Translation of conviction in Spanish:


condena, n.

Pronunciation /kənˈvɪkʃ(ə)n//kənˈvɪkʃ(ə)n/


  • 1

    condena feminine
    conviction for sth condena por algo
    • with that evidence they managed to secure a conviction con esas pruebas lograron que se lo/la condenara
    • he had several previous convictions for theft tenía varias condenas previas por robo
    • The anaesthetist in the above case was found guilty and his conviction was upheld in the House of Lords.
    • The Court of Criminal Appeal quashed the conviction for murder and substituted one of manslaughter.
    • At an early stage the jury were told of the appellant's previous convictions.
    • I am therefore of the view that it is not appropriate to substitute a verdict of acquittal for the conviction.
    • They were aware of his previous convictions and he was cross-examined accordingly.
    • The fact that a claimant has convictions for offences of dishonesty does not mean that a jury must disbelieve him.
    • The court heard she had previous convictions for possessing cannabis, criminal damage and theft.
    • The breathalyzer readings resulted in the appellant's conviction before the trial court.
    • Nonetheless, this was certainly the common law rule with regard to criminal convictions.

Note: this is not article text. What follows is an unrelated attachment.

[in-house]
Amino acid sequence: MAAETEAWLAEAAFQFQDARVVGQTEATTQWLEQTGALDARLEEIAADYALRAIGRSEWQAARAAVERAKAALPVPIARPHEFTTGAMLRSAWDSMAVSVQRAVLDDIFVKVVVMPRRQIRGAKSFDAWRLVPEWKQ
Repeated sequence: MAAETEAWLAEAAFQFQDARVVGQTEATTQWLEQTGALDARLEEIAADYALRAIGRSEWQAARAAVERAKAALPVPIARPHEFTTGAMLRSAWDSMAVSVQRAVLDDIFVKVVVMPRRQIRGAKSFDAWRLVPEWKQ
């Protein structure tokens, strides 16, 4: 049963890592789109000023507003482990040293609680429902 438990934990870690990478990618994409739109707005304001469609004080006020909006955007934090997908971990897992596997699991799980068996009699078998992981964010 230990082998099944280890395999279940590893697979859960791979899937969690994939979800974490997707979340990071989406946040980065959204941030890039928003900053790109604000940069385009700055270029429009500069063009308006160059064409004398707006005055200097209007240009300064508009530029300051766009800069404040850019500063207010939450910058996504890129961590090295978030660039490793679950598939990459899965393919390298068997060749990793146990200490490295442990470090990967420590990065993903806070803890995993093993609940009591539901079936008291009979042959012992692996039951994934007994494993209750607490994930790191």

• Accordingly, the Court of Criminal Appeal quashed the conviction and ordered a new trial.
    • It is submitted that a criminal conviction would have a serious adverse effect on a promising career.
    • Of course just because he has a previous conviction does not mean he is guilty of this offence now.
    • A conviction for that offence could not in any sense have been less than clear in its meaning.
    • This raises a clear implication that the defendant has no previous convictions.
    • Three of those arrested have previous convictions for armed robbery and murder.
    • One of her teachers was found guilty of negligent homicide in a French court but his conviction was later overturned.
    • They might as well just read the charge and the previous convictions and send the jury out to convict.
    • He pleaded not guilty, but his conviction was confirmed on appeal in February the following year.
    • The defendant has nine previous convictions including two sexual offences.
    • What is sought now to be done is to ask the court to overturn a conviction because he made a decision not to call evidence.
  • 2

    (certainty, strong belief)
    convicción feminine
    he spoke without much conviction/from deep conviction habló sin mucha convicción/con profunda convicción
    • their claim carried little conviction su afirmación era muy poco convincente
    • she grew up in the conviction that her father was dead creció con la convicción de que su padre estaba muerto
    • I think it's more difficult to identify how particular convictions and views emerged.
    • But not, they stress throughout the interview, out of a deep political conviction.
    • Her steadfast delivery favours conviction over decoration and never overstates the point.
    • Perhaps, your belief is something that is an inexplicable conviction in which you trust.
    • Yet those convictions are now shared by a higher proportion of the population than he realises.
    • Australia must be met with the full force of England's conviction, and only victory in the coming weeks will provide that.